Question: What do a 16th-century conquistador, a 21st-century medical researcher, and a 26th-century astronaut have in common?
Answer: A longing for eternal life.
That's the premise of Darren Aronofsky's three-strand film The Fountain. In this dazzling new science fiction mind-bender, we learn that our sufferings are caused by our separation from the Tree of Life mentioned in the book of Genesis.
Hugh Jackman, in his most challenging role to date, plays Tommy Creo, a present-day scientist laboring zealously in a laboratory to find a cure for cancer. There's a reason for his determination—his beautiful young wife, Izzy, is suffering from an aggressive brain tumor. Science, Tom believes, is the only way to save her. More specifically, the bark of a mysterious South American tree may be the miracle cure he's been seeking.
But in his frantic rush to find the answer, Tom is missing out on what may be Izzy's last days. His quest illustrates what can happen when fear overpowers love. He's right to desire her healing, but clearly this cure-seeking obsession is narrowing his vision, so that he neglects Izzy's need for intimacy and spiritual healing as well.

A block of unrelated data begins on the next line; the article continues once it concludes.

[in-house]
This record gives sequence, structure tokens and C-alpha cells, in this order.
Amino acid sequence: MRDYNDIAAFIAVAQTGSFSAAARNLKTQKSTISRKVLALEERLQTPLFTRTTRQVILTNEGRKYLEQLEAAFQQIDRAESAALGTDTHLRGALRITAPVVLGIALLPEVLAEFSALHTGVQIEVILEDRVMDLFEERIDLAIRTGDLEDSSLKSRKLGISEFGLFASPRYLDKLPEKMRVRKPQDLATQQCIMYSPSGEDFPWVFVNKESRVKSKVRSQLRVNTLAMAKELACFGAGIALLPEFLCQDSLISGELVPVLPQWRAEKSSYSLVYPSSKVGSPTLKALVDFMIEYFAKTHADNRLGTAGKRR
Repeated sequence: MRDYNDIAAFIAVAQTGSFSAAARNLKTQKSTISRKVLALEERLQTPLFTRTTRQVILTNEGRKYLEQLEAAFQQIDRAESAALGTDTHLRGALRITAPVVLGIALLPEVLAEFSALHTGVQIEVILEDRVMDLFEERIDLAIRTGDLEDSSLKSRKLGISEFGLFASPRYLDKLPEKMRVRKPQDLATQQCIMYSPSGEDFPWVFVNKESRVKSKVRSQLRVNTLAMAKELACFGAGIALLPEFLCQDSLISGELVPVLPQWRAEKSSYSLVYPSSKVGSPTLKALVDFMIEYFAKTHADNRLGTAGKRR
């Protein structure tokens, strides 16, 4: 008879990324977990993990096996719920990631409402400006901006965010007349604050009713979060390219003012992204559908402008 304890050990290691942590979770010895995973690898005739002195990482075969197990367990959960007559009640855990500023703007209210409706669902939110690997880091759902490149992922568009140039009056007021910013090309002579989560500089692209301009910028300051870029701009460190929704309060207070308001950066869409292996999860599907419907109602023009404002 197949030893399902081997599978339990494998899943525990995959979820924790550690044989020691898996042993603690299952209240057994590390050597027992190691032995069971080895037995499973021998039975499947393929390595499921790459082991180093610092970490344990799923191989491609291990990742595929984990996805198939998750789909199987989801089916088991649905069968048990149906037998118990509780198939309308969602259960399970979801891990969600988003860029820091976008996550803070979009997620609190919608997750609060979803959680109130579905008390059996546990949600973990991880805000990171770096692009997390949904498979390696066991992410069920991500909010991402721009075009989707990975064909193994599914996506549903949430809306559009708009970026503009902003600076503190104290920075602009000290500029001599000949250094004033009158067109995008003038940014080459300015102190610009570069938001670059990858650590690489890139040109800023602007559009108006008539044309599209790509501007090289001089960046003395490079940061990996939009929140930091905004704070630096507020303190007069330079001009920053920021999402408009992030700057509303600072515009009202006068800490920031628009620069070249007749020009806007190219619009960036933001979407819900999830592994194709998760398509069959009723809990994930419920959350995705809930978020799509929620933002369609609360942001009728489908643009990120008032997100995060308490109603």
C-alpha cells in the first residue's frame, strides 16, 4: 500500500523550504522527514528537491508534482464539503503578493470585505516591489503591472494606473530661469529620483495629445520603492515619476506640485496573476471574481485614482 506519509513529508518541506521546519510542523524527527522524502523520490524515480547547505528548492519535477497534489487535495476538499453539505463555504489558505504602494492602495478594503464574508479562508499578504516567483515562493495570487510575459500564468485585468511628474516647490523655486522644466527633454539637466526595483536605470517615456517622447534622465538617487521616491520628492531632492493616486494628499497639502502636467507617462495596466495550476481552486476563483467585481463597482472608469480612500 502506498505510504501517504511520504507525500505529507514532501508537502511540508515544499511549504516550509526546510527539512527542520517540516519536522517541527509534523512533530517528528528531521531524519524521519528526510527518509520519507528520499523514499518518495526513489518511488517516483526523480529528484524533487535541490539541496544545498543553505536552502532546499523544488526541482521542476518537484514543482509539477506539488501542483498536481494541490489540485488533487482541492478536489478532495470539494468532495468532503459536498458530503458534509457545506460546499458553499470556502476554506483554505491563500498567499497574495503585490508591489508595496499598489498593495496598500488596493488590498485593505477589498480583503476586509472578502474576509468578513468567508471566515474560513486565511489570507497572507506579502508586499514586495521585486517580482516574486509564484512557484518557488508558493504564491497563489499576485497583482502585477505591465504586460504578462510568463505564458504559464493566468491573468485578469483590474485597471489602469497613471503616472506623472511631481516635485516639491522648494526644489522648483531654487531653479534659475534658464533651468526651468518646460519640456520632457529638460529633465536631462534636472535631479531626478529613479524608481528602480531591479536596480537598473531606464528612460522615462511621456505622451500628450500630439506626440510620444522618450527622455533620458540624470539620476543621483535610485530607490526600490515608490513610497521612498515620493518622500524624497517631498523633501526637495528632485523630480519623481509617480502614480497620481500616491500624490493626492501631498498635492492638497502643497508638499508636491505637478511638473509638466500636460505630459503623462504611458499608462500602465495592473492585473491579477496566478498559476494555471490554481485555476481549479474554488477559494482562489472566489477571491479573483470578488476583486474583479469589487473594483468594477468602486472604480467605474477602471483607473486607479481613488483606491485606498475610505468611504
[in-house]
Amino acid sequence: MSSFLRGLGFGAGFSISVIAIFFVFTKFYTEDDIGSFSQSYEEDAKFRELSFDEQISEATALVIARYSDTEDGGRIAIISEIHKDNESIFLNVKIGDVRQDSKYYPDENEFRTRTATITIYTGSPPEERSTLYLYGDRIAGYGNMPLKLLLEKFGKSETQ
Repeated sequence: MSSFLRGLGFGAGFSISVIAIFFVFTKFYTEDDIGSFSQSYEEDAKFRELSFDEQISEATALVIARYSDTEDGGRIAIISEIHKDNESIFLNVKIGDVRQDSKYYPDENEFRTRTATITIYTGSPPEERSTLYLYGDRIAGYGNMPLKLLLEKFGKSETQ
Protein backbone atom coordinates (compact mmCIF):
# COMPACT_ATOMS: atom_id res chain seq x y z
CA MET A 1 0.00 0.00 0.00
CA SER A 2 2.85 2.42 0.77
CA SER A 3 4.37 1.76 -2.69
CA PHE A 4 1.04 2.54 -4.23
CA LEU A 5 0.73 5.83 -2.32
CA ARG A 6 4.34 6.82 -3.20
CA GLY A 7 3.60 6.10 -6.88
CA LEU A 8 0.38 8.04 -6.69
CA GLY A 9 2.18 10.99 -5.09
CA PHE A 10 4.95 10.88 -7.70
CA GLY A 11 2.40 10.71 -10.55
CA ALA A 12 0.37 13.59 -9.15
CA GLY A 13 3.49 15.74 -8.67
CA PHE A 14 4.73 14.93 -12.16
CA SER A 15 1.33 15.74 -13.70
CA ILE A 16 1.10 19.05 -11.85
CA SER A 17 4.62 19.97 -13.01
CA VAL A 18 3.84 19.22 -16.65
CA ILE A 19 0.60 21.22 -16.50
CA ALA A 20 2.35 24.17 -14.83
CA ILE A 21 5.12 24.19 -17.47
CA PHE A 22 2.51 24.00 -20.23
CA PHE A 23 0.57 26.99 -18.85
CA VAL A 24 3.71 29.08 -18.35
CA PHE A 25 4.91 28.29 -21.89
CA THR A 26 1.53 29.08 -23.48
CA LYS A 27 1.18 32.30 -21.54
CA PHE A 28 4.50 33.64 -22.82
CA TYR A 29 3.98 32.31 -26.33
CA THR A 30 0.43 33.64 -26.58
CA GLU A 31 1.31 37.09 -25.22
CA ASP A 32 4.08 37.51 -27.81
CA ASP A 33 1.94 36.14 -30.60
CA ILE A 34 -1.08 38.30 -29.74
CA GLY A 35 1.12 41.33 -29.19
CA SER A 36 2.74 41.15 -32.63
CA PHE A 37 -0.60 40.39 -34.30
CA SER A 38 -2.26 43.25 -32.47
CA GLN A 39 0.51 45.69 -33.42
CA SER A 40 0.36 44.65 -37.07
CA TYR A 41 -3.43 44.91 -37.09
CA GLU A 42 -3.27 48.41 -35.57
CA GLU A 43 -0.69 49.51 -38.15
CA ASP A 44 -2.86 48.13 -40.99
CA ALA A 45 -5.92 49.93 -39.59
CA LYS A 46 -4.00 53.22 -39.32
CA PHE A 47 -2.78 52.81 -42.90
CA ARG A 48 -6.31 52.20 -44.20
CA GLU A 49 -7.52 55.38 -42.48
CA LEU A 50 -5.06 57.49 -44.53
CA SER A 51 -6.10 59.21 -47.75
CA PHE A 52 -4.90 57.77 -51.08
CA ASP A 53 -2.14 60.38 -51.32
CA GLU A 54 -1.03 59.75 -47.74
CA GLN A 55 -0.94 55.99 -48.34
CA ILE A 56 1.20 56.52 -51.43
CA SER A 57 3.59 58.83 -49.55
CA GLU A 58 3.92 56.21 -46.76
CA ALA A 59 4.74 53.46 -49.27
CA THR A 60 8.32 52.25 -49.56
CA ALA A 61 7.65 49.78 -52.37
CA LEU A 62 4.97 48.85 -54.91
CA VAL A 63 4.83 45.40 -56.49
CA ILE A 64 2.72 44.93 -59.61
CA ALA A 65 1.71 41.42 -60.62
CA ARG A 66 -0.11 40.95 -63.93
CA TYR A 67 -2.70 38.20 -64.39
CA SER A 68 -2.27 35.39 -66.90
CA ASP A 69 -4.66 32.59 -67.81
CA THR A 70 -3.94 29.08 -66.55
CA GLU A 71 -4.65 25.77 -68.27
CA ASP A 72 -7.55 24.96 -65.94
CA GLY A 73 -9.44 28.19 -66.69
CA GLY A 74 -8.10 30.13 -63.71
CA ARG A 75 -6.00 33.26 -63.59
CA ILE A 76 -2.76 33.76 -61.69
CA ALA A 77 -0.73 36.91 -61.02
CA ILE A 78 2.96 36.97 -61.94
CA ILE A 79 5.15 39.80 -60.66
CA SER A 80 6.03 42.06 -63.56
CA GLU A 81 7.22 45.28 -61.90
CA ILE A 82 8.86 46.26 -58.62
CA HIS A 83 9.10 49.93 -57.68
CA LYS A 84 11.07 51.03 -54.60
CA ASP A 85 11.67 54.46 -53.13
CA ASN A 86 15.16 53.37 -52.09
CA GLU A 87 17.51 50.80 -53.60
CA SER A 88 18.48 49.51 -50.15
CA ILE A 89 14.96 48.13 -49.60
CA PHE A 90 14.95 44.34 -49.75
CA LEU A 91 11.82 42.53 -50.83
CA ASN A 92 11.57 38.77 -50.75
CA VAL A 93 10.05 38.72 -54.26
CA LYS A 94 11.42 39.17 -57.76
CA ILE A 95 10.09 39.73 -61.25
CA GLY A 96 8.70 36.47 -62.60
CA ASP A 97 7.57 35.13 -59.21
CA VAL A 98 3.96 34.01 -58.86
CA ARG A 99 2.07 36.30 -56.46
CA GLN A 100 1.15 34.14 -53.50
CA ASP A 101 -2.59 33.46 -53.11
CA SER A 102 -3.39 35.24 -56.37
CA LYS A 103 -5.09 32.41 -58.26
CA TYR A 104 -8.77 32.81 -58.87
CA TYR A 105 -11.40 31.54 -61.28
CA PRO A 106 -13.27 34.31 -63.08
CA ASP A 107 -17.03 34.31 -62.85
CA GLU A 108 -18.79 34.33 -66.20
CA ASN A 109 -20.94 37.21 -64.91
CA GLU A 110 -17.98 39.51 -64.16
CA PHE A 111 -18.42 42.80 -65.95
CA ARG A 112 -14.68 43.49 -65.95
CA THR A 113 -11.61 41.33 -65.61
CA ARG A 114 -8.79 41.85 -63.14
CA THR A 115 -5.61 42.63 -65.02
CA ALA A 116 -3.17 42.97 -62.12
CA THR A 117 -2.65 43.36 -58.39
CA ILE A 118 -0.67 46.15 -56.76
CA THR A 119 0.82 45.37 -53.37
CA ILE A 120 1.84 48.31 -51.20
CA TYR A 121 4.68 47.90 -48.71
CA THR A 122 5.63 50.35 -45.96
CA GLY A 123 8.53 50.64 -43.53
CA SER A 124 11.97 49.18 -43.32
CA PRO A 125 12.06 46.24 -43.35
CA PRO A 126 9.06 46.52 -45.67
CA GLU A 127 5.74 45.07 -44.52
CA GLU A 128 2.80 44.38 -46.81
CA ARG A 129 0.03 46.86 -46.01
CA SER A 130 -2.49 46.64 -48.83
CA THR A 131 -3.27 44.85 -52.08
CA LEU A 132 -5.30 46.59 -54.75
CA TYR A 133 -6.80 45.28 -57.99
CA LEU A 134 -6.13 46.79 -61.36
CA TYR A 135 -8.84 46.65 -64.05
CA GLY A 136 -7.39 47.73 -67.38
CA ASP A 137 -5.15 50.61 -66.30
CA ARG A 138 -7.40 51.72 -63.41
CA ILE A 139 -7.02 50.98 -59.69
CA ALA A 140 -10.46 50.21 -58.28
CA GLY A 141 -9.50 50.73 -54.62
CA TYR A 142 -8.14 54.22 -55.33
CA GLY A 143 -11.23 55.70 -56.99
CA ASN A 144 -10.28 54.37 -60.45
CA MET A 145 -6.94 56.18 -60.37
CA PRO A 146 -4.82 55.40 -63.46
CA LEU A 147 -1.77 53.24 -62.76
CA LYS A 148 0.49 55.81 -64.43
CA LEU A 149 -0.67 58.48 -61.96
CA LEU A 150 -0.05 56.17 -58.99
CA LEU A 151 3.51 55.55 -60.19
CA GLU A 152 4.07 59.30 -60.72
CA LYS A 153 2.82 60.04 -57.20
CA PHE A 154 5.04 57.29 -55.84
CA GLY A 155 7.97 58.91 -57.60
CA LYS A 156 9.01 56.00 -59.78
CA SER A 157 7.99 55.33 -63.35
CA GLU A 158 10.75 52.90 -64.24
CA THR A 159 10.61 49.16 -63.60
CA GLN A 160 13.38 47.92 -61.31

Meanwhile, Izzy—played by the radiant Rachel Weisz—is responding to her affliction with art. She's composing a novel that dramatizes her own soul-searching. And that narrative provides The Fountain's second thread—the story of the queen and the conquistador.
In scenes from Izzy's novel, filmed in extravagant detail and color, Queen Isabel of Spain (Weisz, again) is besieged by Inquisitors who belong to a Gnostic distortion of the Christian church. This crusading church believes that the spirit cannot be saved unless the body is deplored, abused, and cast aside. ...1